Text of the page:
Starting from the classical electromagnetic field, there two approaches to quantization that I want to compare. The problem arises when I write the classical fields in terms of $a$ and $a^*$, which after quantization will "become" the usual creation and annihilation operators. A brief description of the two approaches is the following

  1. Starting from the Maxwell Lagrangian, I derive the corresponding Hamiltonian. Now, I perform a spatial Fourier expansion of $A(\vec{r},t)$ then making the proper substitutions I can rewrite it in terms of $a$ and $a^*$;
  2. Starting from the Maxwell Lagrangian, I write energy (so I'm still working with lagrangian variables) and I write the solution to the EoM in terms of Fourier modes (in other words, I use $\omega(k)=ck$) and then I write energy in terms of $a$ and $a^*$, obtaining the same functional form as in point 1. but having used the EoM to get a critical cancellation.

My question is: why do I need to use the EoM in the second approach? Writing in terms of $a$ and $a^*$ shouldn't need EoM: consider e.g. a simple harmonic oscillator, where we'd only make a substitution (ignoring constants) $$\begin{cases}a\sim q+ip \\ a^\star\sim q-ip\end{cases}$$ we're not using the EoM to make this substitution (or rather, we're not using them in the Hamiltonian). In case I am wrong, where does my argument break? In other words, it seems that in one case we use the EoM and in the other we postulate.

Approach 1

Considering the electromagnetic potential $(\phi,\vec{A})$ in the quantization volume $V$, I expand in a Fourier series (I'm assuming Coulomb gauge) $$\phi(\vec{r},t)=\frac{1}{\sqrt{V}}\sum_{\vec{k}}\phi_{\vec{k}}(t)e^{i\vec{k}\cdot\vec{r}}\qquad \vec{A}(\vec{r},t)=\frac{1}{\sqrt{V}}\sum_{\vec{k},\sigma}q_{\vec{k},\sigma}(t)\vec{\epsilon}_{\vec{k},\sigma}e^{i\vec{k}\cdot\vec{r}} \tag{1.1}\label{1.1}$$ I haven't used the EoM (Maxwell equations), which after the transformation are HO equations for the fourier modes. Note that the reality condition amounts to $$\phi^\ast_{\vec{k}}=\phi_{-\vec{k}}\qquad q^\ast_{\vec{k},\sigma}=q_{-\vec{k},\sigma}\tag{1.1.1}\label{1.1.1}$$ I now consider the Maxwell Lagrangian $$L=\frac{1}{2}\int d^3\vec{r}\left\{\bigg\lvert-\frac{1}{c}\frac{\partial\vec{A}}{\partial t}-\nabla\phi\bigg\rvert^2-\lvert\nabla\times\vec{A}\rvert^2\right\}\tag{1.2}\label{1.2}$$ I use \eqref{1.1} inside \eqref{1.2} $$L=\frac{1}{2}\sum_{\vec{k},\sigma}\frac{1}{c^2}|\dot{q}_{\vec{k},\sigma}|^2-k^2|q_{\vec{k},\sigma}|^2\tag{1.2.1}\label{1.2.1}$$ (I omitted the calculations of this part but it's really a bunch of fourier integrals and vector calculus). We may now consider the canonical momentum $$p_{\vec{k},\sigma}=\frac{\partial L}{\partial\dot{q}_{\vec{k},\sigma}}=\frac{1}{c^2}\dot{q}_{\vec{-k},\sigma}\implies \dot{q}_{\vec{-k},\sigma}=c^2p_{\vec{k},\sigma}\tag{1.2.2}\label{1.2.2}.$$ As we expressed the $\dot{q}$ in terms of the momenta we can now obtain the Hamiltonian by means of a Legendre transformation $$H=\frac{1}{2}\sum_{\vec{k},\sigma}c^2|p_{\vec{k},\sigma}|^2+k^2|q_{\vec{k},\sigma}|^2\tag{1.3}\label{1.3}$$ Finally, definining $$q_{\vec{k},\sigma}=:\sqrt{\frac{\hbar c}{2k}}(a_{\vec{k},\sigma}+a^{\ast}_{-\vec{k},\sigma})\qquad p_{\vec{k},\sigma}=:\frac{1}{i}\sqrt{\frac{\hbar k}{2c}}(a_{-\vec{k},\sigma}-a^{\ast}_{\vec{k},\sigma})\tag{1.4}\label{1.4}$$ It is easy to see that $$H=\sum_{\vec{k},\sigma}\hbar cka^*_{\vec{k}}a_{\vec{k},\sigma}\tag{1.5}\label{1.5}$$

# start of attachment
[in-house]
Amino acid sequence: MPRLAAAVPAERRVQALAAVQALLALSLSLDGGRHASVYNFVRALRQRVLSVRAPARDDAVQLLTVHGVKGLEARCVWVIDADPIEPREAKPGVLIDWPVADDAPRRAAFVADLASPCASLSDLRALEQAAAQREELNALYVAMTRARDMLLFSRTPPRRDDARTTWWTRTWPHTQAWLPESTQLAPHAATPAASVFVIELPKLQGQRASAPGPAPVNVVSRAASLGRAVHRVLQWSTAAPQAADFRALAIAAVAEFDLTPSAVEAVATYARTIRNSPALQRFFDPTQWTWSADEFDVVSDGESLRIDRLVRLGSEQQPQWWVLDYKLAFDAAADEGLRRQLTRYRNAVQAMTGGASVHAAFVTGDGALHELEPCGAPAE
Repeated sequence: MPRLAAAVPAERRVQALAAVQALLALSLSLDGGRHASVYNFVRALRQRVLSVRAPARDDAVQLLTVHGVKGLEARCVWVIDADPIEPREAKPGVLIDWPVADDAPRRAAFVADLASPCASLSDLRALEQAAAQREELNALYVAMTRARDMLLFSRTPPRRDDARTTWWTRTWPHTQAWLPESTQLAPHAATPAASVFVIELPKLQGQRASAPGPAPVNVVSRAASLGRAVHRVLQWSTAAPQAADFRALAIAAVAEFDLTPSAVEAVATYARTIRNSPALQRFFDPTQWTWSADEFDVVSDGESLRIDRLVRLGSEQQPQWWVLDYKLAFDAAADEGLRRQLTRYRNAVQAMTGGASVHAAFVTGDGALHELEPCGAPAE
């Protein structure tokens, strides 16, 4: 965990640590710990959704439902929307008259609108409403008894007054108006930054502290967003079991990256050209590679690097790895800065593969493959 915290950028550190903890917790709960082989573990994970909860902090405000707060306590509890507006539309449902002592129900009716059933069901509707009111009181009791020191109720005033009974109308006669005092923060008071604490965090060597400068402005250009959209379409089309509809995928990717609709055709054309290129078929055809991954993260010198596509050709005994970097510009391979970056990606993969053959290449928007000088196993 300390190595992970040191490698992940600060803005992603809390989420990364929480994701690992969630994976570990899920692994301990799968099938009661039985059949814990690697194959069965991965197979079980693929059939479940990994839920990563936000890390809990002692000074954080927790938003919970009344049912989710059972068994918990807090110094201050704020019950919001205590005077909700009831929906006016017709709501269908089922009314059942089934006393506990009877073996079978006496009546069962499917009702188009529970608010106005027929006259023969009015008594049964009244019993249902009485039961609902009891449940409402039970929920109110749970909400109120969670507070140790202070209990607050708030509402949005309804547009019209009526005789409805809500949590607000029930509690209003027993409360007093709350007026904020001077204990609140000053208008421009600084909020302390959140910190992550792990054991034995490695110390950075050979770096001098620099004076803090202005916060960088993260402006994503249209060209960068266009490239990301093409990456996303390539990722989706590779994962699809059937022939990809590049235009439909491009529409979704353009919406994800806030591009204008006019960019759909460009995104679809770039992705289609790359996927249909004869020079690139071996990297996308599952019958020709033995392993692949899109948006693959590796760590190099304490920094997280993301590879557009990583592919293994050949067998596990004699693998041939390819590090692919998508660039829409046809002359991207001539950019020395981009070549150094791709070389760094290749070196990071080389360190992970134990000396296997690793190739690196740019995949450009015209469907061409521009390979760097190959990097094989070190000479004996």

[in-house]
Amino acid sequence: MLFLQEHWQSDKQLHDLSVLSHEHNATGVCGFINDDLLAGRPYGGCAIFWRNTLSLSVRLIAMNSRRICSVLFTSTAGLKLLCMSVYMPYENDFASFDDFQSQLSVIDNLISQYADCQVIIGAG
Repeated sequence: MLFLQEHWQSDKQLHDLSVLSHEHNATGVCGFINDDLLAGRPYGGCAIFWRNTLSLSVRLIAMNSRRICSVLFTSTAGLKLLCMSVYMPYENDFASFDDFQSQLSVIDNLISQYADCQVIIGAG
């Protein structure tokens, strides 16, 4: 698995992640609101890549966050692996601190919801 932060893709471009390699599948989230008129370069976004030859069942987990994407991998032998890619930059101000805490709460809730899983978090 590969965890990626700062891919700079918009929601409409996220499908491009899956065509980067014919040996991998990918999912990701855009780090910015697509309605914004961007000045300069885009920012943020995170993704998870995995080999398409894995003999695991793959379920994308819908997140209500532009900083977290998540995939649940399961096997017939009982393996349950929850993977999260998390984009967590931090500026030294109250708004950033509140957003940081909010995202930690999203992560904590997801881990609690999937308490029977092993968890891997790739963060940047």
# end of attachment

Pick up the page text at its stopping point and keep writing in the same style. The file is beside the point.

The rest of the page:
Approach 2

To make things easier I'll consider the radiation gauge $\phi=0, \nabla\cdot\vec{A}=0$.

In this case, in addition to the spatial fourier expansion, I also use the EoM - which amount to $\omega(k)=ck$ - to write the Fourier expansion (in a different fashion) as $$\vec{A}(\vec{r},t)=\frac{1}{\sqrt{V}}\sum_{\vec{k},\sigma}\left\{A_{\vec{k},\sigma}(t)\vec{\epsilon}_{\vec{k},\sigma}e^{i\vec{k}\cdot\vec{r}-ickt}+A^{\ast}_{\vec{k},\sigma}(t)\vec{\epsilon}_{\vec{k},\sigma}e^{-i\vec{k}\cdot\vec{r}+ickt}\right\}\tag{2.1}\label{2.1}$$

Using \eqref{1.2}, I write the corresponding energy $$E=\frac{1}{2}\int d^3\vec{r}\left\{\frac{1}{c^2}\bigg\lvert\frac{\partial\vec{A}}{\partial t}\bigg\rvert^2+\lvert\nabla\times\vec{A}\rvert^2\right\}\tag{2.2}\label{2.2}$$

Using \eqref{2.1} inside \eqref{2.2} leads to $$E\propto\sum_{\vec{k},\sigma}k^2(A^{\ast}_{\vec{k},\sigma})A_{\vec{k},\sigma}$$ which can be recast as \eqref{1.5} defining $a$ and $a^*$ by means of a proper rescaling of $A$ and $A^*$ If we didn't use the EoM, a critical cancellation leading to this form wouldn't happen (see Ref.1). The reason why it happens is because we have that $\dot{a}(t)\propto ck a(t).$


  1. J.J. Sakurai, Jim Napolitano. Modern Quantum Mechanics, Third edition. Section 7.8.1, pages 466-467.

1 Answer 1


I think you can use the equation of motion for the simple harmonic oscillator too. The Euler Lagrange equation for the position operator $X$ is

$$\frac{d^2X}{dt^2}+\omega ^2 X=0$$

so we get:

$$X=ae^{-i\omega t}+a^{\dagger} e^{i\omega t}$$

and a similar solution for $P$

If you substitute $t=0$, you recover the usual substitutions : $X=a+a^{\dagger}$, $P=a-a^{\dagger}$ (upto constants).

Since energy is conserved, it doesn't matter whether you used the time-dependent solutions obtained from the equations of motion, or you use the time independent variable subsitution obtained by subsituting $t=0$ in the general solution. Either way, you obtain the same Hamiltonian written in terms of $a$ and $a^{\dagger}$. The time dependence cancels out to give you a conserved energy.


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